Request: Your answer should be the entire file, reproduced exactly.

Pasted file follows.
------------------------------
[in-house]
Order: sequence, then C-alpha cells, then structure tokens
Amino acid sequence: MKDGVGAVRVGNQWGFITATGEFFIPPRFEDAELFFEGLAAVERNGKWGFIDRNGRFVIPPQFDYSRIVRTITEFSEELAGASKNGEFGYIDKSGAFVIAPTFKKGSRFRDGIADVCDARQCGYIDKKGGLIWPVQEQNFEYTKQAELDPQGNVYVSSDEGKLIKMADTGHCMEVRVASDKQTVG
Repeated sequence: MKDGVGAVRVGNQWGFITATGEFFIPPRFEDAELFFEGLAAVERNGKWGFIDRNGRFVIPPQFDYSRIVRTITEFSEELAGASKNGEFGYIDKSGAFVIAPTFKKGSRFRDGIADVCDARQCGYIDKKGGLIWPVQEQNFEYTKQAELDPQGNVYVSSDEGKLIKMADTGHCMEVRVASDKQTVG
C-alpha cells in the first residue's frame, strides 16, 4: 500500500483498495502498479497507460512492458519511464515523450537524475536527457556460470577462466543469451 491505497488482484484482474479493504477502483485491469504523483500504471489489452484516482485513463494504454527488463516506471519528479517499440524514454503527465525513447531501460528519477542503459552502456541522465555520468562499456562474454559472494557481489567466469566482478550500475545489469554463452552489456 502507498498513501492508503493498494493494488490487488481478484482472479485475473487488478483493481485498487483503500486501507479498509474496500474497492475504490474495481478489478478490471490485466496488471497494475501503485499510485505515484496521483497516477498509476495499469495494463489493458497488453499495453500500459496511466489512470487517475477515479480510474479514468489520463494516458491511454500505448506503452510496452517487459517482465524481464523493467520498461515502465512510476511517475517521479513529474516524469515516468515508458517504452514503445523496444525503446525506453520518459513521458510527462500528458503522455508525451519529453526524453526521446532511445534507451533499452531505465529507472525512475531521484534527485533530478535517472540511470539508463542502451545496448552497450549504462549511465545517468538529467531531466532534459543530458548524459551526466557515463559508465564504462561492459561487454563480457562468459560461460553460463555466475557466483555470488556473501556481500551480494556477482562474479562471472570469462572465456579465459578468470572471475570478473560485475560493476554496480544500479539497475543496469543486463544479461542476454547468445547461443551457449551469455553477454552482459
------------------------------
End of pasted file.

[in-house]
Order: sequence, then C-alpha cells, then structure tokens
Amino acid sequence: MKDGVGAVRVGNQWGFITATGEFFIPPRFEDAELFFEGLAAVERNGKWGFIDRNGRFVIPPQFDYSRIVRTITEFSEELAGASKNGEFGYIDKSGAFVIAPTFKKGSRFRDGIADVCDARQCGYIDKKGGLIWPVQEQNFEYTKQAELDPQGNVYVSSDEGKLIKMADTGHCMEVRVASDKQTVG
Repeated sequence: MKDGVGAVRVGNQWGFITATGEFFIPPRFEDAELFFEGLAAVERNGKWGFIDRNGRFVIPPQFDYSRIVRTITEFSEELAGASKNGEFGYIDKSGAFVIAPTFKKGSRFRDGIADVCDARQCGYIDKKGGLIWPVQEQNFEYTKQAELDPQGNVYVSSDEGKLIKMADTGHCMEVRVASDKQTVG
C-alpha cells in the first residue's frame, strides 16, 4: 500500500483498495502498479497507460512492458519511464515523450537524475536527457556460470577462466543469451 491505497488482484484482474479493504477502483485491469504523483500504471489489452484516482485513463494504454527488463516506471519528479517499440524514454503527465525513447531501460528519477542503459552502456541522465555520468562499456562474454559472494557481489567466469566482478550500475545489469554463452552489456 502507498498513501492508503493498494493494488490487488481478484482472479485475473487488478483493481485498487483503500486501507479498509474496500474497492475504490474495481478489478478490471490485466496488471497494475501503485499510485505515484496521483497516477498509476495499469495494463489493458497488453499495453500500459496511466489512470487517475477515479480510474479514468489520463494516458491511454500505448506503452510496452517487459517482465524481464523493467520498461515502465512510476511517475517521479513529474516524469515516468515508458517504452514503445523496444525503446525506453520518459513521458510527462500528458503522455508525451519529453526524453526521446532511445534507451533499452531505465529507472525512475531521484534527485533530478535517472540511470539508463542502451545496448552497450549504462549511465545517468538529467531531466532534459543530458548524459551526466557515463559508465564504462561492459561487454563480457562468459560461460553460463555466475557466483555470488556473501556481500551480494556477482562474479562471472570469462572465456579465459578468470572471475570478473560485475560493476554496480544500479539497475543496469543486463544479461542476454547468445547461443551457449551469455553477454552482459